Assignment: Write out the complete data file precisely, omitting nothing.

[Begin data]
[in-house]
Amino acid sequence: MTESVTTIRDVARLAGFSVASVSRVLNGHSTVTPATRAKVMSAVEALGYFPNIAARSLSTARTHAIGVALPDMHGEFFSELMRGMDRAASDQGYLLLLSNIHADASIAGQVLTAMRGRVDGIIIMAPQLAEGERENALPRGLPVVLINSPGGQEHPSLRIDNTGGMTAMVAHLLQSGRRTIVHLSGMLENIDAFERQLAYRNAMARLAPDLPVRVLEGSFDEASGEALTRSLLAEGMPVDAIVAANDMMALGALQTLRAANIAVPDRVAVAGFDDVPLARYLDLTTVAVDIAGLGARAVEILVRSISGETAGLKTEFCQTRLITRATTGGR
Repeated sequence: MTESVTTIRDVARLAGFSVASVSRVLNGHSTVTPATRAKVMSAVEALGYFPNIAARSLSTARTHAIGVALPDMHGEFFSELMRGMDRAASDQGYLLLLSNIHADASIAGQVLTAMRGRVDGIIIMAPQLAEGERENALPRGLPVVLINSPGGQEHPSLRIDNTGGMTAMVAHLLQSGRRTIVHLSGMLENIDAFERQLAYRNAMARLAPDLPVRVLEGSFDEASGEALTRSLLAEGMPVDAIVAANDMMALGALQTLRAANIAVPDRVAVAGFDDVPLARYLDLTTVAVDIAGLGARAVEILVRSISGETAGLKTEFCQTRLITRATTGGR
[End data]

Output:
[in-house]
Amino acid sequence: MTESVTTIRDVARLAGFSVASVSRVLNGHSTVTPATRAKVMSAVEALGYFPNIAARSLSTARTHAIGVALPDMHGEFFSELMRGMDRAASDQGYLLLLSNIHADASIAGQVLTAMRGRVDGIIIMAPQLAEGERENALPRGLPVVLINSPGGQEHPSLRIDNTGGMTAMVAHLLQSGRRTIVHLSGMLENIDAFERQLAYRNAMARLAPDLPVRVLEGSFDEASGEALTRSLLAEGMPVDAIVAANDMMALGALQTLRAANIAVPDRVAVAGFDDVPLARYLDLTTVAVDIAGLGARAVEILVRSISGETAGLKTEFCQTRLITRATTGGR
Repeated sequence: MTESVTTIRDVARLAGFSVASVSRVLNGHSTVTPATRAKVMSAVEALGYFPNIAARSLSTARTHAIGVALPDMHGEFFSELMRGMDRAASDQGYLLLLSNIHADASIAGQVLTAMRGRVDGIIIMAPQLAEGERENALPRGLPVVLINSPGGQEHPSLRIDNTGGMTAMVAHLLQSGRRTIVHLSGMLENIDAFERQLAYRNAMARLAPDLPVRVLEGSFDEASGEALTRSLLAEGMPVDAIVAANDMMALGALQTLRAANIAVPDRVAVAGFDDVPLARYLDLTTVAVDIAGLGARAVEILVRSISGETAGLKTEFCQTRLITRATTGGR